Has London contributed to my creativity? Yes, immensely, as it has with all those I know; not for a chance thousands of foreign artists live here.
    Has London asked me to pay a high price in exchange? Surely, sometime more than I could bear, but, after all, the day I have enough nothing prevents me from going away.
    Although many may feel trapped by whatever place or circumstance they are in, in most cases it is a personal choice and change is possible.
    As long as I am in London I will probably channel my creativity in making music or films, when I will be on top of a mountain it will turn to piling rocks or outsmarting an animal.
    At the end of the day if I think of the most creative achievement in my life that’s my son, and I could have done that anywhere under any circumstance.

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  9. At 12:30 PM on 08 Sep 2006, jason wrote:

    well, each city has sub cultures, and in such cultures, creative types can gang together, and enhance their creativity by bouncing ideas off each other

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  10. At 02:33 PM on 08 Sep 2006, Roberto Carlos Alvarez-Galloso,CPUR wrote:

    When I mean that Creativity comes from the Inside, I refer to the fact that people are born with creativity. The environment helps but the individual has to do the initial job.

    Maybe a Classical Symphony was never written in Indonesia but there was Classical Music from Indonesia in the form of the Music that was played before the Kings in Java.

    Hariprasad Chaurasia interpreted Classical Music from India and [with Ravi Sahnkar] brought Indian Music to the Public.

    Norodom Sihanouk [the former King of Cambodia] was able to write music even in the most trying times in his life. He was able to write the Song "Rose of Phnom Penh" which is one of the most beautiful pieces.

    Gonzalo Roig [Cuban Composer] wrote many of his pieces in the early 1910's in Cuba. One of his greatest songs was "Quiereme Mucho" ["Please Love Me"].

    These three people in different time frames and countries had the creativity in the heart and started from there.

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  11. At 02:35 PM on 08 Sep 2006, Prem Chandavarkar wrote:

    If you go by the early writings on urbanism it would appear that cities are good for creativity. See the collection of essays edited by Richard Sennett - "Classic Essays on the Culture of Cities" - particularly the writings of Georg Simmel and Robert Park. Both pick up on the point that cities are the most cosmopolitan form of settlement, particularly cities from the industrial revolution onwards which are based on high levels of labour mobility and occupation patterns that are determined by economic rather than hereditary critieria. This makes it more difficult to force individuals to conform to a pre-determined code of behaviour, which creates new opportunities. Simmel argued that this creates an opportunity for man to turn away from society and turn inwards and introspect. This creates a new breed of monk whose role is to provide the innovative and creative thinking that is then thrown back into the surrounding crowd and becomes the source of social and cultural creativity. Park saw in the city the breeding ground for the avant garde, and went so far as to say that the role of the city is "to foreground the moral range of deviant behaviour".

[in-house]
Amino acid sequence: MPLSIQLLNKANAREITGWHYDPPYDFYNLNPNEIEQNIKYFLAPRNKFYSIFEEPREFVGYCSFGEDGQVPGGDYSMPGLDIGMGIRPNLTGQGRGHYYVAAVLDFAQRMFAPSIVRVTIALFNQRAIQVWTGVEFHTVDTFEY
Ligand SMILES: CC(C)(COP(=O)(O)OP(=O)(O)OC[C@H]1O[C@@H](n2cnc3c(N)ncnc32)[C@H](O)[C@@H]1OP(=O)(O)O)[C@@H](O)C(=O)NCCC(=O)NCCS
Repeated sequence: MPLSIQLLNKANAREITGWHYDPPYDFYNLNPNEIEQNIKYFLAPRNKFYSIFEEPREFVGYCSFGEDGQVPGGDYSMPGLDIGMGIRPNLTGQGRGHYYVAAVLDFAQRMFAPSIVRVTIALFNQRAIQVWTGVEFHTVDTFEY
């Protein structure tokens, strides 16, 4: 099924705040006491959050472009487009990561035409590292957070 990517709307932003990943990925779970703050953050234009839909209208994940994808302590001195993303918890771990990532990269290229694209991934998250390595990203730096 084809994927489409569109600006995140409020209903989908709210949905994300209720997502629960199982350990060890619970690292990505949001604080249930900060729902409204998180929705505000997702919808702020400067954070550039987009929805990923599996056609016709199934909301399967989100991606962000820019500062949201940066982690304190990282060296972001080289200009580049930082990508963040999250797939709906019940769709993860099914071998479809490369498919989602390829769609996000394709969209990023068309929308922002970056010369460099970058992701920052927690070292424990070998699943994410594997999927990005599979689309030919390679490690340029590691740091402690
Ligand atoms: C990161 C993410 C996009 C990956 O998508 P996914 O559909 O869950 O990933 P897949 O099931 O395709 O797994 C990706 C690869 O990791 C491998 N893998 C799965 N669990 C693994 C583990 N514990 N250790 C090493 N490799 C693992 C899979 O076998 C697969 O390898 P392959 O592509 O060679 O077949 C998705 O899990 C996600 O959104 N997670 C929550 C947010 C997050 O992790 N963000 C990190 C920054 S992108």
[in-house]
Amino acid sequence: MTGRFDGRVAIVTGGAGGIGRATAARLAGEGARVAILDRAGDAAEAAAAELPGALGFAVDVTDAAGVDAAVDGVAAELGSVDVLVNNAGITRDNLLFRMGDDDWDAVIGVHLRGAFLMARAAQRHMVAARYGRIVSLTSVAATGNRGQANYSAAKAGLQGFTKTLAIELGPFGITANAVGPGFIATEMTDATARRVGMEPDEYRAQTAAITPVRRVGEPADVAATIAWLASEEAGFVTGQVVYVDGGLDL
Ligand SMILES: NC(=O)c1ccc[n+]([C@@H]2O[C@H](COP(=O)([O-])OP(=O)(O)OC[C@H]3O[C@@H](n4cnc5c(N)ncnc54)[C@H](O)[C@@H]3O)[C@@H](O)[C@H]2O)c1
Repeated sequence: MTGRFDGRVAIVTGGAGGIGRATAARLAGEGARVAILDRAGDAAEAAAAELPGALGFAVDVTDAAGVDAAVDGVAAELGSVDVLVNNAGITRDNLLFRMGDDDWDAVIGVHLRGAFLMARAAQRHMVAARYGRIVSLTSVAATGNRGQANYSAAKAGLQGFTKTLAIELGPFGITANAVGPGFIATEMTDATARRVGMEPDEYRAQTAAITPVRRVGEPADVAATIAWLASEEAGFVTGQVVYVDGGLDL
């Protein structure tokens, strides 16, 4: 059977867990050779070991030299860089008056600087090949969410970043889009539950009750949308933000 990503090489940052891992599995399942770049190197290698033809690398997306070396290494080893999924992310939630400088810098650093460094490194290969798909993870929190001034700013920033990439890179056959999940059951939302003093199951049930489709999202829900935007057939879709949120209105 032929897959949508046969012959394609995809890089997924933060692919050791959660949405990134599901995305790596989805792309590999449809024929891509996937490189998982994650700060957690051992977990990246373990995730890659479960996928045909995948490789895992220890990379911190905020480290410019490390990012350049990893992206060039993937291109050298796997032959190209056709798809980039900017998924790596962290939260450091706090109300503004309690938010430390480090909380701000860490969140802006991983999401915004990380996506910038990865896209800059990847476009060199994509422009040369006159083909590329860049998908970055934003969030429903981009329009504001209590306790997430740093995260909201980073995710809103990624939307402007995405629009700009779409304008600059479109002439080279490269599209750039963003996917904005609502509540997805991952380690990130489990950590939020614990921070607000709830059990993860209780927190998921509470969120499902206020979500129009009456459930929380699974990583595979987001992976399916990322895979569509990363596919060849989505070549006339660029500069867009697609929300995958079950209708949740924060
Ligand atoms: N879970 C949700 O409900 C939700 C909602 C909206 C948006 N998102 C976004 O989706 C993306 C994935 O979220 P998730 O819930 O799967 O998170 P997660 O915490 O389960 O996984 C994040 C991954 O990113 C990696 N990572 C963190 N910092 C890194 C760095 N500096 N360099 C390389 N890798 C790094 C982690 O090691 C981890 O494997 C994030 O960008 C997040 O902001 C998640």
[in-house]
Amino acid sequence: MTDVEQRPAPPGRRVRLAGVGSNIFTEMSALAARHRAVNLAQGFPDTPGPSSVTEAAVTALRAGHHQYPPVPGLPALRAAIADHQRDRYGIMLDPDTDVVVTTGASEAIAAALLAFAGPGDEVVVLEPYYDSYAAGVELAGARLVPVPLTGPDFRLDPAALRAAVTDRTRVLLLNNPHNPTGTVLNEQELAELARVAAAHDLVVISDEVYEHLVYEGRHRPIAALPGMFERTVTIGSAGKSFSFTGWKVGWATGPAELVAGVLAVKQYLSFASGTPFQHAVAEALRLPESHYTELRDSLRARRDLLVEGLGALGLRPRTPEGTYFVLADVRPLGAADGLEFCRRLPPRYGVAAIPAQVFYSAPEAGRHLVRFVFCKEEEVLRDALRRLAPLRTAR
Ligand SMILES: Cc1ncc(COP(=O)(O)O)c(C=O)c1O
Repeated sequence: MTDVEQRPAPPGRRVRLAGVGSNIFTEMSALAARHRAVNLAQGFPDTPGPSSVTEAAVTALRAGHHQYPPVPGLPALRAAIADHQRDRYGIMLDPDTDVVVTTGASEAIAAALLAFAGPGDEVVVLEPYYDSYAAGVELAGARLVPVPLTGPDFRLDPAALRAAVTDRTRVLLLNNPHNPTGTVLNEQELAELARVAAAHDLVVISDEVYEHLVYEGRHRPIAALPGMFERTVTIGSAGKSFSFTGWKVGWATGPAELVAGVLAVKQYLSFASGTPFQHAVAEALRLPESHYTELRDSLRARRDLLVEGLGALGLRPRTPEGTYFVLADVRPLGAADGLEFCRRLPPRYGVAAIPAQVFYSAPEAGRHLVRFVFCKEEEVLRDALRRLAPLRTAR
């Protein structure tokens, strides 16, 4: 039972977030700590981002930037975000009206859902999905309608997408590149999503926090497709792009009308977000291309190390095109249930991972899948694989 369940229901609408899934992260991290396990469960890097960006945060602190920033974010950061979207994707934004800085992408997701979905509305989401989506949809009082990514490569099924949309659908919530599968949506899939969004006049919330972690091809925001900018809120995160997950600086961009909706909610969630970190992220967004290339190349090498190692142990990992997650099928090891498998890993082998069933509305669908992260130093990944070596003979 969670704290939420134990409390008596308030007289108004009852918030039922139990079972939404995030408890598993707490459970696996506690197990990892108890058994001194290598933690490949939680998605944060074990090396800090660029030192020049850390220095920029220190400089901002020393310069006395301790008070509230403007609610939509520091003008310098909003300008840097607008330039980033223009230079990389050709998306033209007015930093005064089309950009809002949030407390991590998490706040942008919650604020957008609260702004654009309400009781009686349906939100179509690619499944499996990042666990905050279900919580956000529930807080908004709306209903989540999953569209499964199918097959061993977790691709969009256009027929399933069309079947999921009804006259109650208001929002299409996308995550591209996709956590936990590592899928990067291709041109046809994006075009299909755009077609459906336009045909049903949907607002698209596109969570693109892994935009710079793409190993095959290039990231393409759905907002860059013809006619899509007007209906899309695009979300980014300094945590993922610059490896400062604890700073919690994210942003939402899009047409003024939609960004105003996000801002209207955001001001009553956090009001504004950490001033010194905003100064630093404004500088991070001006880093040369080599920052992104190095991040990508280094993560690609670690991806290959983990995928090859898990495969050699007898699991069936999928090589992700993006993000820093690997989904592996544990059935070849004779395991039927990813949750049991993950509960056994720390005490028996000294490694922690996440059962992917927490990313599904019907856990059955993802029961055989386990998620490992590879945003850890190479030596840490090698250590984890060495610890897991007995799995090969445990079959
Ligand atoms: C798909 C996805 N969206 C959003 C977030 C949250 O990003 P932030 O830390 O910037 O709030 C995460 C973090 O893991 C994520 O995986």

In some ways the internment camp also creates a version of Simmel's monk, but due to different causes. If the city creates the conditions through non-conformance, the internment camps does so through enforced and prolonged waiting. There are many examples of this besides the one you mentioned, and two of the most famous come from the extreme circumstances of World War Two concentration camps - Viktor Frankl's book "Man's Search for Meaning" and Jakow Trachtenberg's mathematical algorithms for speed calculations.

    While one could agree with Simmel and Park, their observations are contextual to a particular period of urbanism, and one could question whether the same conditions prevail in this era of cyber-connected globalisation. For example Jean Baudrillard identifies a type of person he calls the "schizo", whose psychological disturbance is not caused by distance and alienation (as would commonly be assumed) but by an overwhelming proximity to everything. Unable to distance himself, he has no sheltered space for reflection and is reduced to "pure screen - a switching centre for networks of influence". Or in this era of hyper branding, where brands are put forward as symbols of transcendence, everything gets dragged into the brand-sphere. History cannot exist, nostalgia is re-packaged and re-mixed and sold as retro. Protest music is not possible - a band like Nirvana has their imagery of rebellion branded and they sell millions of albums (the remark has been made that Kurt Cobain would not have killed himself if he had not sold so many records). Or architects such as Frank Gehry or Zaha Hadid, who at one stage in their careers deliberately positioned themselves as iconoclastic rebels; but are now seen as heroic figures whose services are sought by the mainstream establishment to construct iconic buildings that enable a city or company to globally brand itself.

    So if I respond intuitively to your question on whether cities are good for creativity, I would say that at one time 'definitely yes', but at this point in time I am not at all sure.

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  12. At 02:40 PM on 08 Sep 2006, esther wilson wrote:

    'At the end of the day if I think of the most creative achievement in my life that’s my son, and I could have done that anywhere under any circumstance.'

    Exactly. Why does death/funeral make us feel especially sexual? (it's not just me...I've spken to lots of people about that)